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“More Than a Feeling”, By Ramil Caragay, Fiat Ventures

Flickr User halwis

Second Sunday of Easter (Divine Mercy Sunday)

Easter is a time of rejoicing and peace! It’s not only a big celebration in the Church, but it even spills over into the aisles of supermarkets and pharmacies that are brimming with chocolate bunnies even before Lent begins. It’s easy to look at Easter as a “feel good” holiday. Similarly to Christmas, many people even go to Mass on Easter Sunday when they wouldn’t on a normal week, because it makes them feel good.

And don’t get me wrong, I’m thrilled to welcome those folks back on Easter and I pray that they have a real encounter with Jesus in the midst of the Catholic community. But Easter is much more than that. Easter is more than a “feel good” holiday. Easter is all about the most central question of our life of faith. If the Resurrection of Jesus didn’t happen, then it’s all for naught.  You might as well close this blog and go back to BuzzFeed. But if it really did happen, that means that Jesus is who he said he was, that he offers us eternal life and forgiveness of our sins, and the path to having the most abundant life possible not just in heaven but even now. 

So that central question is this; do I believe that? Do you? If you’re not sure of your answer to that question, you’re not alone.  This week’s Gospel tells of the Apostle Thomas, who was in a similar place (at least for a few days). 

Try and take yourself a couple thousand years back into the past to the time of Jesus. Just imagine seeing someone you called teacher and master get beaten, humiliated, and punished. You weren’t even there to see him die on the Cross because you bailed on him just like most of your group.  A few days later, everyone is saying that his tomb is empty and that he has risen from the dead, and that they saw him! Would you have believed it without proof? It’s worth pointing out that Thomas gets a bit of a bad rap, but the rest of the Apostles doubted too, they just got to see the “proof” before Thomas did.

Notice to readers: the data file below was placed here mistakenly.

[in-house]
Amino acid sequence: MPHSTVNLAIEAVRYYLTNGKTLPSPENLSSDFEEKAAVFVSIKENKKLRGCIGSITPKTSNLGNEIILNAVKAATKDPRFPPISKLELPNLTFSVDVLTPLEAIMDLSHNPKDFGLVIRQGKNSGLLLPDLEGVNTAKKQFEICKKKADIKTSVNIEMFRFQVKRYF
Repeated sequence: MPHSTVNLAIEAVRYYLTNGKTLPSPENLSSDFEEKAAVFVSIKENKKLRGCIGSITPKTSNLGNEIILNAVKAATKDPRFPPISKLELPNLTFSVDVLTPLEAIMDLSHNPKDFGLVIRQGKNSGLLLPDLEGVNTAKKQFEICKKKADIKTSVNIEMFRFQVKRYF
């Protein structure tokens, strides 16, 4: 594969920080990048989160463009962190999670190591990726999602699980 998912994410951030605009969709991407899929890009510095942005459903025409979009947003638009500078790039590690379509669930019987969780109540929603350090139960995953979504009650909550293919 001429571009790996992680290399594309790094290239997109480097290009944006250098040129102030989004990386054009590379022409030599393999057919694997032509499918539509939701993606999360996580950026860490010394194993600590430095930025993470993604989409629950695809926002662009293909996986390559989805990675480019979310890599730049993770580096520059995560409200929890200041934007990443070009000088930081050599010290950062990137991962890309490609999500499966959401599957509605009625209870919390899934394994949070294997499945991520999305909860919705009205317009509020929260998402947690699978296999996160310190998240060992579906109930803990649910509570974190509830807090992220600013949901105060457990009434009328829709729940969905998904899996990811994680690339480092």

After the Apostles (and Thomas) had seen and believed, do you think that became just a “feel good” memory for them? Of course not! Rather, that was a gamechanger for them. They had a completely renewed sense of hope. A few weeks later when they received the Holy Spirit at Pentecost, that hope transformed into a rock solid faith that they would cling to even unto death.

We might be at a slight disadvantage since we weren’t in that locked upper room when Jesus showed his scars, but we have 2,000 years of saints who have gone before us with the same rock solid faith that the Apostles had. We can look to their witness to help bridge the gap between what we’ve seen with our own eyes and what we believe (and as Jesus says, blessed are those who have not seen and have believed).

And what about our own lives, is it even the case that we have not seen? I’d challenge us (myself included) to think about all the ways we’ve seen God work and move in our lives. I’m sure each of us has seen more than we realize. So is it natural to doubt as Thomas did? Sure, but always wrestle with those questions in the context of what you’ve seen for yourself and the witness of those who have gone before us. And that should give us much more than a “feeling”. He is Risen!

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